When working out, Thornton suggests sticking to water for the first hour. After that, she suggests replacing those electrolytes either through a sports drink or through food.
"You're essentially looking at electrolyte replacement [of] minerals such as sodium, calcium, potassium, chloride, phosphate and magnesium," says the Olympian.
"[Electrolytes] help balance the amount of water in the body and … they can also help remove waste from cells."
She says people can also refuel with food, listing bananas as a good source of potassium and watermelon as a source of potassium and magnesium.
Experts say those who are sick with a viral illness like a cold or the flu should also watch their water intake and may want to turn to a sports drink to get more carbohydrates in their diet when lacking an appetite.
Do I need to hydrate during exercise?
Cheung, who has researched thermal stress and its effects on the body, says the biggest myth around dehydration is that as soon as you sweat, you'll need to replace that water.
"The body can tolerate dehydration and can tolerate a decent amount," he says.
He points to marathoners or ultra-distance runners who lose some body weight during a race but still can perform at a high level.
"It's not the case that, 'Oh, I have to drink like every 15 minutes or as soon as I start sweating, I better slam back the fluids,'" he says.
He and Thornton agree that for the average person's one-hour workout, there is often no need to worry about huge losses of fluid.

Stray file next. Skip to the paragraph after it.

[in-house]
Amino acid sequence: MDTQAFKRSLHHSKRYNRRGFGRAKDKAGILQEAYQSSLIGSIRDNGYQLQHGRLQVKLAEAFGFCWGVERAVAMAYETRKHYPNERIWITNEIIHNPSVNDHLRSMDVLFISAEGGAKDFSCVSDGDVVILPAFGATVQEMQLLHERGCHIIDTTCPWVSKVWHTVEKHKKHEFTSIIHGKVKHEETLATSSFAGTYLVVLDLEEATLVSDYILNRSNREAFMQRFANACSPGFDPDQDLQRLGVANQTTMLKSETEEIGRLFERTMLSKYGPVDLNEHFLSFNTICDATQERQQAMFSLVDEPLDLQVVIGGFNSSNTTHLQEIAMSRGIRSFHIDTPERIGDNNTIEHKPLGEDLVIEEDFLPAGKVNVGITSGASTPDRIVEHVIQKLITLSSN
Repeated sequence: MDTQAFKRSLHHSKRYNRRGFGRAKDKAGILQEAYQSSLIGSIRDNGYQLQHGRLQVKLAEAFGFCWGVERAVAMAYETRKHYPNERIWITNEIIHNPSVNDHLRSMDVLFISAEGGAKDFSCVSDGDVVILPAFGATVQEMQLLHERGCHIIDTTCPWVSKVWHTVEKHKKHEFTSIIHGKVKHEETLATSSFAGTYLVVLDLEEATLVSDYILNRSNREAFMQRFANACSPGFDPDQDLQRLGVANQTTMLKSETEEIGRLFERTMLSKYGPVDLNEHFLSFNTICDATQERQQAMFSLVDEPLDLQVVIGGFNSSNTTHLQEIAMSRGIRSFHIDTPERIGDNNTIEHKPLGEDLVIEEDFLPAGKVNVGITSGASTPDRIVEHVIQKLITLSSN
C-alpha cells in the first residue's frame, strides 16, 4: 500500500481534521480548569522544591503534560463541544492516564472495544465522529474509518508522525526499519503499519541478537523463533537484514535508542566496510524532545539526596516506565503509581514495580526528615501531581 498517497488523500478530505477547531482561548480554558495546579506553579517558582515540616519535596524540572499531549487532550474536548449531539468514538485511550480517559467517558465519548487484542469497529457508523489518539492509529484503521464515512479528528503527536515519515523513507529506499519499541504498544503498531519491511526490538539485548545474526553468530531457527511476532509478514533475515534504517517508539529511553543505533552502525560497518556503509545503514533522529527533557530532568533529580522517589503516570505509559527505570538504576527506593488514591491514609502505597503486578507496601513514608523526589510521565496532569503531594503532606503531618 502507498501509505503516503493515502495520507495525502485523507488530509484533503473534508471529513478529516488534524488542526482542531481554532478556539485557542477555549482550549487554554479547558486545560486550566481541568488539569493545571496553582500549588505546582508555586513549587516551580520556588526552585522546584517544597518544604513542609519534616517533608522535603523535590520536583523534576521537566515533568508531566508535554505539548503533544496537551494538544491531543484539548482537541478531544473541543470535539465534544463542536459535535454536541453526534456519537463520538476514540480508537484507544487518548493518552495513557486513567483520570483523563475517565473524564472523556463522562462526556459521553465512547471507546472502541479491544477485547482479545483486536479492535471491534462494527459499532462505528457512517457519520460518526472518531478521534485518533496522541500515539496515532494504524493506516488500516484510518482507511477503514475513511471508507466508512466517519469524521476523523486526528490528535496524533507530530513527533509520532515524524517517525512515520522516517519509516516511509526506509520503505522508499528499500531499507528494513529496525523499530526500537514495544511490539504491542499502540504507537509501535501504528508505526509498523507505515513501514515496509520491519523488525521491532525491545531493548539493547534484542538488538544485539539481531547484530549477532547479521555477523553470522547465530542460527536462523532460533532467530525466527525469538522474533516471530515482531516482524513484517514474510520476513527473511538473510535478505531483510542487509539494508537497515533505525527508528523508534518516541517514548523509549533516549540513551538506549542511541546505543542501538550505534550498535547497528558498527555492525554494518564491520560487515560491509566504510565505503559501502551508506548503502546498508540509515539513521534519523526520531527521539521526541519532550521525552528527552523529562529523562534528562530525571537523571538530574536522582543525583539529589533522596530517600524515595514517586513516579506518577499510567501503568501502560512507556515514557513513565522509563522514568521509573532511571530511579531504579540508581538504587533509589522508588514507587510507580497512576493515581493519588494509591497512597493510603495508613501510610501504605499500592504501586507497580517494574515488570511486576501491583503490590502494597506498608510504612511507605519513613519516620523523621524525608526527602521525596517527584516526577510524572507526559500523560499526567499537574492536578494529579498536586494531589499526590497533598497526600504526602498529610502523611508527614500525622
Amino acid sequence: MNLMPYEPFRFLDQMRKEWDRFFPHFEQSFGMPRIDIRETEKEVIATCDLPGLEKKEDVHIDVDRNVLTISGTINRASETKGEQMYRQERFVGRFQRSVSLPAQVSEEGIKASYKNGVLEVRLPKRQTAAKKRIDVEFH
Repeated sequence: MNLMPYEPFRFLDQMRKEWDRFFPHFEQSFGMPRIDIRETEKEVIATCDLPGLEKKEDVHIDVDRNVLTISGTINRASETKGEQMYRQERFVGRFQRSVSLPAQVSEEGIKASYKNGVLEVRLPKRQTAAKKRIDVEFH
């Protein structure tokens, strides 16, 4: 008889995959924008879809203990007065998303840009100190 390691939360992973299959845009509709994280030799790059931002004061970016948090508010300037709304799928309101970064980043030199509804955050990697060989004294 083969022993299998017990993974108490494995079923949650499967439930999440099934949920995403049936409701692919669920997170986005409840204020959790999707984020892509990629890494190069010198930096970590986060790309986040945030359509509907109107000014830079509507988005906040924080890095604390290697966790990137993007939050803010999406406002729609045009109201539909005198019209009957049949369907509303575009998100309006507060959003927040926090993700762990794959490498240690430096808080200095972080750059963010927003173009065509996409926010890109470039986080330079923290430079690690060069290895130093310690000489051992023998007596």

"Most people will be able to regulate themselves and drink sufficiently when they come back from their exercise," Cheung says.
He adds that there are two main factors that will affect your rate of dehydration: environmental conditions like high temperatures and exercise intensity.
"Say you're running at the same speed on a cold day … in Edmonton. You're still going to be sweating, but you're not going to be sweating nearly as much as if you were here in southern Ontario in the middle of summer where it's very hot and humid," Cheung says.
"Your sweat rate — therefore your rate of dehydration — and then potentially the amount of fluids you need to drink both during exercise and after exercise will differ according to the environmental conditions."
If people want a better idea of how much water loss happens during a workout, Cheung and Thornton suggest weighing yourself before and after exercising.
"If you lose one kilo, then you will have to replace that with one litre of water," Thornton says, emphasizing that fluid loss will change based on environmental conditions and exercise duration.
What does the body do when it's over-hydrated?
Water intoxication or hyper-hydration can be fatal, but experts say it is rare.
Cheung says the human body is very good at "regulating your fluid balance," both when you're dehydrated and hyper-hydrated.
"It's very hard to hyper-hydrate, to be above your normal fluid balance, because your renal system — your kidneys — are just so good at regulating your fluid balance that you will just go to the bathroom and pee it out," he says, adding that there are no major health benefits to being hyper-hydrated.